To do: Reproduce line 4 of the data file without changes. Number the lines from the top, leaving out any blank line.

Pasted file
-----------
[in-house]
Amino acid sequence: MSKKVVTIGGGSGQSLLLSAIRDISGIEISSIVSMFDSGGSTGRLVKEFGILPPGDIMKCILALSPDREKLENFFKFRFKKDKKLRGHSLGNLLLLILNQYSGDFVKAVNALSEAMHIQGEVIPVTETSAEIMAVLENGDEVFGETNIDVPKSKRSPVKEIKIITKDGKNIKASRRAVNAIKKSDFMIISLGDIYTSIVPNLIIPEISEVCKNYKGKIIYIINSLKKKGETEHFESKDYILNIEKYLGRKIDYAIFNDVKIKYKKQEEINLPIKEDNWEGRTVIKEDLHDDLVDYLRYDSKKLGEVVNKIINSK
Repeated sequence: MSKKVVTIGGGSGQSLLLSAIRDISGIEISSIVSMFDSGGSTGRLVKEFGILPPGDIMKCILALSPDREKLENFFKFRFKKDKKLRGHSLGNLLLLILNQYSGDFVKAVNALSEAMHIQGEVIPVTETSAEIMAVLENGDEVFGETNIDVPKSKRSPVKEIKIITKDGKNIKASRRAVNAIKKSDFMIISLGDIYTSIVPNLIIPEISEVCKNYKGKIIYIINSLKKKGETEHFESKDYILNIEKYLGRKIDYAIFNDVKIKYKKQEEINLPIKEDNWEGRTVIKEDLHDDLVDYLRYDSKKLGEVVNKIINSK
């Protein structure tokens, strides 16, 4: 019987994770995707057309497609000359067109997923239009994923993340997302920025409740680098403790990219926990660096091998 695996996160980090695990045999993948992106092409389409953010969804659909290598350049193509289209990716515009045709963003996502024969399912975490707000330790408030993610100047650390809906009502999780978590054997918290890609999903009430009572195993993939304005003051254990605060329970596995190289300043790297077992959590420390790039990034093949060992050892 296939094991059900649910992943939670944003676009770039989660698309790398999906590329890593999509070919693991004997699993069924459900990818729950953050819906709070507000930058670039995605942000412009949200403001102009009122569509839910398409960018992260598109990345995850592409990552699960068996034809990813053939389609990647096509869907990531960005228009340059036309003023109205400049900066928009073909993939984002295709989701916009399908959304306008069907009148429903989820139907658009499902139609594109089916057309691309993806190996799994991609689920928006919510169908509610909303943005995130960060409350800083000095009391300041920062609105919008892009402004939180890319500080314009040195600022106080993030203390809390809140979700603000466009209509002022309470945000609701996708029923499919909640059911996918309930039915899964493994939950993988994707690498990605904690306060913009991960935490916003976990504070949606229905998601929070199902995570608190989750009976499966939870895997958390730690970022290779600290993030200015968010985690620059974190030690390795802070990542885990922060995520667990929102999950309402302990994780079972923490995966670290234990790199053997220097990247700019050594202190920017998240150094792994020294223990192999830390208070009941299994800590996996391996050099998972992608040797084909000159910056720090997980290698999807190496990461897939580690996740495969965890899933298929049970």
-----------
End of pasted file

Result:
């Protein structure tokens, strides 16, 4: 019987994770995707057309497609000359067109997923239009994923993340997302920025409740680098403790990219926990660096091998 695996996160980090695990045999993948992106092409389409953010969804659909290598350049193509289209990716515009045709963003996502024969399912975490707000330790408030993610100047650390809906009502999780978590054997918290890609999903009430009572195993993939304005003051254990605060329970596995190289300043790297077992959590420390790039990034093949060992050892 296939094991059900649910992943939670944003676009770039989660698309790398999906590329890593999509070919693991004997699993069924459900990818729950953050819906709070507000930058670039995605942000412009949200403001102009009122569509839910398409960018992260598109990345995850592409990552699960068996034809990813053939389609990647096509869907990531960005228009340059036309003023109205400049900066928009073909993939984002295709989701916009399908959304306008069907009148429903989820139907658009499902139609594109089916057309691309993806190996799994991609689920928006919510169908509610909303943005995130960060409350800083000095009391300041920062609105919008892009402004939180890319500080314009040195600022106080993030203390809390809140979700603000466009209509002022309470945000609701996708029923499919909640059911996918309930039915899964493994939950993988994707690498990605904690306060913009991960935490916003976990504070949606229905998601929070199902995570608190989750009976499966939870895997958390730690970022290779600290993030200015968010985690620059974190030690390795802070990542885990922060995520667990929102999950309402302990994780079972923490995966670290234990790199053997220097990247700019050594202190920017998240150094792994020294223990192999830390208070009941299994800590996996391996050099998972992608040797084909000159910056720090997980290698999807190496990461897939580690996740495969965890899933298929049970």